As manager Mike Scioscia said, this was "obviously 180 degrees from his start earlier here in Oakland."
"I forgot about that, actually," Greinke said, tongue firmly in cheek. "No, it was awful. Thanks for reminding me."
A combined four earned runs over your last three starts tends to give you a better attitude about that sort of thing. Greinke has turned it around after struggling shortly upon arriving from Milwaukee. So has everyone else on the staff, going from a 5.71 ERA in a 42-game stretch that began July 3 to a 3.15 mark over their last 14 games.
"Ever since I've been here, the offense has been amazing, but we're starting to pitch better and that's why we're winning games," Greinke said. "Everyone's doing their job and playing good baseball. When I first got here, the pitching wasn't really getting the job done. But we've gotten better."
Over that 14-game stretch in which the rotation has been better, the Angels have won 10 games. But they've gained only one game in the American League Wild Card standings, where they're still 3 1/2 back of the second spot with only 26 games left.
That tends to happen when three teams are ahead of you.
"They're playing good, too, but we just have to worry about ourselves," Angels center fielder Mike Trout said. "We can't look at them and scoreboard watch yet. If we do what we do, we have the confidence that we can make the playoffs. We just have to take it one game at a time. Every game's going to be big for us."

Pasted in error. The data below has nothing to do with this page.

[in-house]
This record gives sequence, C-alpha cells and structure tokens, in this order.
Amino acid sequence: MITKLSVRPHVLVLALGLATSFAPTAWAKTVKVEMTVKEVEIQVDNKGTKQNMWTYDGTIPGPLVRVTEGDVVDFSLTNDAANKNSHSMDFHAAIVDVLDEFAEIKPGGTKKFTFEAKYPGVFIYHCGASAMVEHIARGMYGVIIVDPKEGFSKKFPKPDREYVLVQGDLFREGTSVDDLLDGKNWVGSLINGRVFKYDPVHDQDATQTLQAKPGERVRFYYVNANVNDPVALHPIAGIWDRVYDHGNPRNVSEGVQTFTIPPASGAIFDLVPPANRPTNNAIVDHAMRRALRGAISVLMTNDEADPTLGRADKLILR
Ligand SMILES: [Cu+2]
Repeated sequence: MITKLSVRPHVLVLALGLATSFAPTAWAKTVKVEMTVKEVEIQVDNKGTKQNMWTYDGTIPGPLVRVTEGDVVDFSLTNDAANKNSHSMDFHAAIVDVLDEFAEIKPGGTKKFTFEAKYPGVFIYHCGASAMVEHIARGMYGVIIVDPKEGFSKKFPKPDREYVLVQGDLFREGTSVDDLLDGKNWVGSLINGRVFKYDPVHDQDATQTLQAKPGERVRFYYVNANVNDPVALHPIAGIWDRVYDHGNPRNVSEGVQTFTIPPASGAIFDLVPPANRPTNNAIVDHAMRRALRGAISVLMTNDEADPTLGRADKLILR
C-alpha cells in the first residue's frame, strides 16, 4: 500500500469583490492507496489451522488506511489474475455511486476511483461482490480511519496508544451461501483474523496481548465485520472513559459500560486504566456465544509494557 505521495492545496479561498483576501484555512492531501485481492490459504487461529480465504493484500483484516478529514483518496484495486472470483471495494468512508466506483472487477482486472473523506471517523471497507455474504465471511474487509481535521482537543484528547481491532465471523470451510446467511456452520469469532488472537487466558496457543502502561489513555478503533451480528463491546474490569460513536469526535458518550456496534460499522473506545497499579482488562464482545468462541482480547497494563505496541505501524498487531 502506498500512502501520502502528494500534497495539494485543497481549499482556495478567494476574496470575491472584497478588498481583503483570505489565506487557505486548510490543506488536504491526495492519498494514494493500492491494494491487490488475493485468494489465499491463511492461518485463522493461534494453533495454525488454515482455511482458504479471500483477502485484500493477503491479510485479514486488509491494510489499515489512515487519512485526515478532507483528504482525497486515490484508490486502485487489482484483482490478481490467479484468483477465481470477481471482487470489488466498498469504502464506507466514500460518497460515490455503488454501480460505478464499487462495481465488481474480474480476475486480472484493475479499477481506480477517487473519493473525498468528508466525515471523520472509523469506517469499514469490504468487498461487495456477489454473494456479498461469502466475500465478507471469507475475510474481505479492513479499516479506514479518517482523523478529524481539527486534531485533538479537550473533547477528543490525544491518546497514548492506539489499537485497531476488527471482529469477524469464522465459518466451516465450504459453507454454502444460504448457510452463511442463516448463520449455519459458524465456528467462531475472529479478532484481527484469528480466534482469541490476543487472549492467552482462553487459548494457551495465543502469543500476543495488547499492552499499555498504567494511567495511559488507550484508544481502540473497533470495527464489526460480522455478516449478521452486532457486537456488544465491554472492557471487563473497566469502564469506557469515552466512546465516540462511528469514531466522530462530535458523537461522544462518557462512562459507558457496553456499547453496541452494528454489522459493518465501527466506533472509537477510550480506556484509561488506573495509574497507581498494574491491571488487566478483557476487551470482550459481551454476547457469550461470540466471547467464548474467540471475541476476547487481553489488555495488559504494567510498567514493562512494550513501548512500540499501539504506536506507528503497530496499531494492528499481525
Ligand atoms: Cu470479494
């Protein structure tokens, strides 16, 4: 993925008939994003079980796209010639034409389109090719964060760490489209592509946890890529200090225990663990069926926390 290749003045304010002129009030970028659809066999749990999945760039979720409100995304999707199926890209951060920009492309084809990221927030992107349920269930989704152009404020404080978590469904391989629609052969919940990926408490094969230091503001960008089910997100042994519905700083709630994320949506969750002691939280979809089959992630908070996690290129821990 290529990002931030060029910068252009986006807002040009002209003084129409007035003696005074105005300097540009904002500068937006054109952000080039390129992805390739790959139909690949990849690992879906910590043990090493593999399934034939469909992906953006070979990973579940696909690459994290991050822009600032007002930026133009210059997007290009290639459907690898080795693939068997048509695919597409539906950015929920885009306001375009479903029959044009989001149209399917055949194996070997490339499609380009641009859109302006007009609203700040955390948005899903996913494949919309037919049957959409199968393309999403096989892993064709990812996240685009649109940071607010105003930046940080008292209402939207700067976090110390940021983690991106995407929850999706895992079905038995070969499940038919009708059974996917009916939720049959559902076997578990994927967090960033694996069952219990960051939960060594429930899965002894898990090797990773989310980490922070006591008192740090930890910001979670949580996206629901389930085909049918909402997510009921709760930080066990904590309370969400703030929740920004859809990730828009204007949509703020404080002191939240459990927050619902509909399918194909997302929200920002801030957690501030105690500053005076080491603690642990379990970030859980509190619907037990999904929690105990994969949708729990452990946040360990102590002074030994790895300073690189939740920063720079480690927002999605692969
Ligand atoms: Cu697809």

The Angels, minus the slumping Mark Trumbo, did little against Jarrod Parker, who limited them to two runs over a seven-inning outing. But they tacked on late, scoring two runs in each of the last two innings to pull away and give them double-digit-hit games for the fifth time in the last seven.
Trout went 2-for-5 and finally got the Angels on the board with a fifth-inning RBI single, Albert Pujols went 2-for-5 to extend his hitting streak to 13 games, Kendrys Morales had three hits and broke the game open with a ninth-inning RBI double and Alberto Callaspo drove in two and scored another.
"We're just up there battling and putting some good at-bats together," Trout said. "Things are coming together for us."
But it was Greinke who set it all up, keeping the A's scoreless through the first six innings and giving up only a seventh-inning homer to Brandon Moss, ultimately scattering four hits and walking two while winning a third straight game.
"He maybe made one mistake, the one that Moss hit," A's skipper Bob Melvin said. "He just had us off balance all night."
"He's pretty even-keel," Scioscia said. "I think that's why he's successful. I think he really competes very well. I don't think he gets too up for big games. I think he's just pitching his game, and that's a great trait to have as a pitcher."
In his first four starts of August, Greinke compiled a 7.20 ERA, with one of those outing being a dud at this same venue on Aug. 8. But lately, he's been the frontline starter the Angels thought they had acquired before the non-waiver Trade Deadline, posting a 1.66 ERA while giving up just four earned runs over a three-start span.
"Just trying to pitch like normal, I guess," he said. "I kind of got a little messed up. The Oakland game here I was throwing all sinkers, and it's not really my game. I was trying to throw too hard the next two starts. So I just kind of went back to normal and it's worked out good, so far."